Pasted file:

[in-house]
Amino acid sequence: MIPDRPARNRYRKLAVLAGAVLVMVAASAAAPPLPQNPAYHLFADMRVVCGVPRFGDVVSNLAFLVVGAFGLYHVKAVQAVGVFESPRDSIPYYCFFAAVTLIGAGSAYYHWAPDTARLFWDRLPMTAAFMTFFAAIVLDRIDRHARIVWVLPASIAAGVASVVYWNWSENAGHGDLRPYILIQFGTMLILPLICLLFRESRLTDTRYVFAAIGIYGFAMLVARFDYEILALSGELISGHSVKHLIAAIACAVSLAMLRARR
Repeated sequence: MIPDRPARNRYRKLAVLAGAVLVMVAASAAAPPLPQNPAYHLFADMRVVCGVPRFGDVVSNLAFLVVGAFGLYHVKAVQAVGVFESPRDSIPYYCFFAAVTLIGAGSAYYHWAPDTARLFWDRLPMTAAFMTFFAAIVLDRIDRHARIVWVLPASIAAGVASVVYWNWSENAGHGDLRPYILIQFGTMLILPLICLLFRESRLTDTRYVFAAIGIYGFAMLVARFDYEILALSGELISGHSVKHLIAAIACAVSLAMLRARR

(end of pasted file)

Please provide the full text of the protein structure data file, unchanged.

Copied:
[in-house]
Amino acid sequence: MIPDRPARNRYRKLAVLAGAVLVMVAASAAAPPLPQNPAYHLFADMRVVCGVPRFGDVVSNLAFLVVGAFGLYHVKAVQAVGVFESPRDSIPYYCFFAAVTLIGAGSAYYHWAPDTARLFWDRLPMTAAFMTFFAAIVLDRIDRHARIVWVLPASIAAGVASVVYWNWSENAGHGDLRPYILIQFGTMLILPLICLLFRESRLTDTRYVFAAIGIYGFAMLVARFDYEILALSGELISGHSVKHLIAAIACAVSLAMLRARR
Repeated sequence: MIPDRPARNRYRKLAVLAGAVLVMVAASAAAPPLPQNPAYHLFADMRVVCGVPRFGDVVSNLAFLVVGAFGLYHVKAVQAVGVFESPRDSIPYYCFFAAVTLIGAGSAYYHWAPDTARLFWDRLPMTAAFMTFFAAIVLDRIDRHARIVWVLPASIAAGVASVVYWNWSENAGHGDLRPYILIQFGTMLILPLICLLFRESRLTDTRYVFAAIGIYGFAMLVARFDYEILALSGELISGHSVKHLIAAIACAVSLAMLRARR